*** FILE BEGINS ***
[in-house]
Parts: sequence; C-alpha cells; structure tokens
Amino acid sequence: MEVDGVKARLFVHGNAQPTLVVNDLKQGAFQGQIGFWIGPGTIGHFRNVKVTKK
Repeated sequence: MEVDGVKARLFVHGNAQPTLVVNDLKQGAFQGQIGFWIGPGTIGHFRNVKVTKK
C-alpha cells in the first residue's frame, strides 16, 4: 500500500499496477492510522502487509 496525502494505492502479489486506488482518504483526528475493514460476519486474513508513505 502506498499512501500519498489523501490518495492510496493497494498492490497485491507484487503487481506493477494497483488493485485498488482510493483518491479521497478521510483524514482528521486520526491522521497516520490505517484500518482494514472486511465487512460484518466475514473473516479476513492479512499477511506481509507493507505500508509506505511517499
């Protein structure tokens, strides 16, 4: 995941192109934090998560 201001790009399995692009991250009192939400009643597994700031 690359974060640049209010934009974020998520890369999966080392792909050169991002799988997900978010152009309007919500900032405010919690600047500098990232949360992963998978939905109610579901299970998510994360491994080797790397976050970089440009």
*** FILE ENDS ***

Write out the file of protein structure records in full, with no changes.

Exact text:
[in-house]
Parts: sequence; C-alpha cells; structure tokens
Amino acid sequence: MEVDGVKARLFVHGNAQPTLVVNDLKQGAFQGQIGFWIGPGTIGHFRNVKVTKK
Repeated sequence: MEVDGVKARLFVHGNAQPTLVVNDLKQGAFQGQIGFWIGPGTIGHFRNVKVTKK
C-alpha cells in the first residue's frame, strides 16, 4: 500500500499496477492510522502487509 496525502494505492502479489486506488482518504483526528475493514460476519486474513508513505 502506498499512501500519498489523501490518495492510496493497494498492490497485491507484487503487481506493477494497483488493485485498488482510493483518491479521497478521510483524514482528521486520526491522521497516520490505517484500518482494514472486511465487512460484518466475514473473516479476513492479512499477511506481509507493507505500508509506505511517499
């Protein structure tokens, strides 16, 4: 995941192109934090998560 201001790009399995692009991250009192939400009643597994700031 690359974060640049209010934009974020998520890369999966080392792909050169991002799988997900978010152009309007919500900032405010919690600047500098990232949360992963998978939905109610579901299970998510994360491994080797790397976050970089440009």